prokaryotes is contained in a
single chromosome within
the cell. This chromosome is
replicated during binary
fission. When the cell reaches
a certain size, it elongates,
separating the original
chromosome and its copy. A
partition called a septum then
forms between the 2
chromosomes and the cell
splits.

Conjugation


there is transfer of genetic material (DNA),
involving two cells (prokaryotes), producing cells with new
genetic combinations thus increasing genetic diversity







Plasmids are small
loops of DNA that
are separate from the
main chromosome
and can also be
transferred.

A bridging structure
transfers DNA
material from one
cell to another

Endospores



dormant bacterial cells






able to survive for long periods during




extreme conditions

E.g. freezing or high temperatures, radiation & toxic chemicals)






A
Gram stain

is used

to divide bacteria into 2 groups





Gram
-
positive bacteria

have a

thick

protein layer on their cell

wall and
stain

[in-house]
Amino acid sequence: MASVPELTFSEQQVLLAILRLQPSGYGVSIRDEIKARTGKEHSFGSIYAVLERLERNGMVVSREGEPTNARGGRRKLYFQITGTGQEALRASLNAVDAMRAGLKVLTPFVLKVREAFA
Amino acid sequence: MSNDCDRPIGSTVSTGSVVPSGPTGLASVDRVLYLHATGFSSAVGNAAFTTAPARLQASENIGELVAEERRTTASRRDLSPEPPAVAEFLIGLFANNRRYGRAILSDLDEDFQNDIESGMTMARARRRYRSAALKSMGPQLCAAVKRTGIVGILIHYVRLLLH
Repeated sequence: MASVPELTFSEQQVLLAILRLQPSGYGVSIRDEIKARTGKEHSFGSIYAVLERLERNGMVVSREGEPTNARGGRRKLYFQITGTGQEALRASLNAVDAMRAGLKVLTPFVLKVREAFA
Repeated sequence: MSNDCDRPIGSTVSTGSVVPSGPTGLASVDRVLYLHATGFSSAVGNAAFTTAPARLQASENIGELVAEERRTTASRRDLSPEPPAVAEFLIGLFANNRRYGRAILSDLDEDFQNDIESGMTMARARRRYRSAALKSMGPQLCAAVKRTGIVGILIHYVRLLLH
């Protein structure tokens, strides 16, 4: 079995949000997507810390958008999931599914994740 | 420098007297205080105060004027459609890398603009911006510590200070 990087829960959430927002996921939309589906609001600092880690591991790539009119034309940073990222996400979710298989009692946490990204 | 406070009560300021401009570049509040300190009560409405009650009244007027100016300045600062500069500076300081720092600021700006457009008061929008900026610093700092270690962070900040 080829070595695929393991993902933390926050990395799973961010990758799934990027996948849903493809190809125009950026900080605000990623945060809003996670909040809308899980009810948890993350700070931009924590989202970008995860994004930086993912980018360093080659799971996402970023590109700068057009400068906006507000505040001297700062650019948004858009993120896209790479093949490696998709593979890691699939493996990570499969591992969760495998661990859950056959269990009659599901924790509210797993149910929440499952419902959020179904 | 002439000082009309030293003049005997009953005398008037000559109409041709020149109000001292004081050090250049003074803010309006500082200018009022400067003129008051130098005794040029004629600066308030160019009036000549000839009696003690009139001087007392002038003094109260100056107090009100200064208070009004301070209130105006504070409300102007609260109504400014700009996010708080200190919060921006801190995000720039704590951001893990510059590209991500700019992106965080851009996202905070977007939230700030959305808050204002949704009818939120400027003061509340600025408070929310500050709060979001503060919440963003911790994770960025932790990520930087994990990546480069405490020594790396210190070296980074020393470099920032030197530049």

purple.





Gram
-
negative bacteria
have a

thin

protein layer on their cell

wall and
stain

pink
.





Other methods used to identify bacteria and
archaea

include size and shape, nutrition (i.e. aerobic or anaerobic
processes), movement and genetic components.
Biologists prefer techniques that rely on DNA
comparisons.





B)
Streptococcus

pygones

is a

Gram
-
positive

bacterium that

causes strep

throat infections




A)
Clostridium

botulinum

is an

anaerobic bacterium

that can cause

illness in humans




C)
Streptococcus

mutans

is a Gram

positive

bacterium

that causes tooth

decay






Learning Check, p. 62 #7


12



Review Questions, p. 66 # 2


9, 11


12





SBI 3U


Section 2.3

pp.67
-

71

The theory that says eukaryotic cells evolved from a
prokaryotic cell engulfing one or more different
prokaryotic cells. The engulfed cells survived and
became an internal part of the engulfing cell

Theory suggests that mitochondria and chloroplasts

were once small, free
-
living prokaryotes.


When they were engulfed by other, larger cells, they

remained intact and continued to function, benefitting the host

cell.


Endosymbiont


a cell that is engulfed by another cell in

endosymbiosis


Host cell


a cell that engulfs another cell in endosymbiosis





Similar features between chloroplasts, mitochondria

and prokaryotes




Membranes




Ribosome's




Circular chromosome




Gene sequences




Divide by binary fission



Hypothesis


first multicellular organisms arose

from colonies created by diving individual cells.


Genes within these cells carried instructions to

become specialized for different functions.


Example: Some cell groups became specialized in

absorbing nutrients, while others became specialized in

gathering information from the surrounding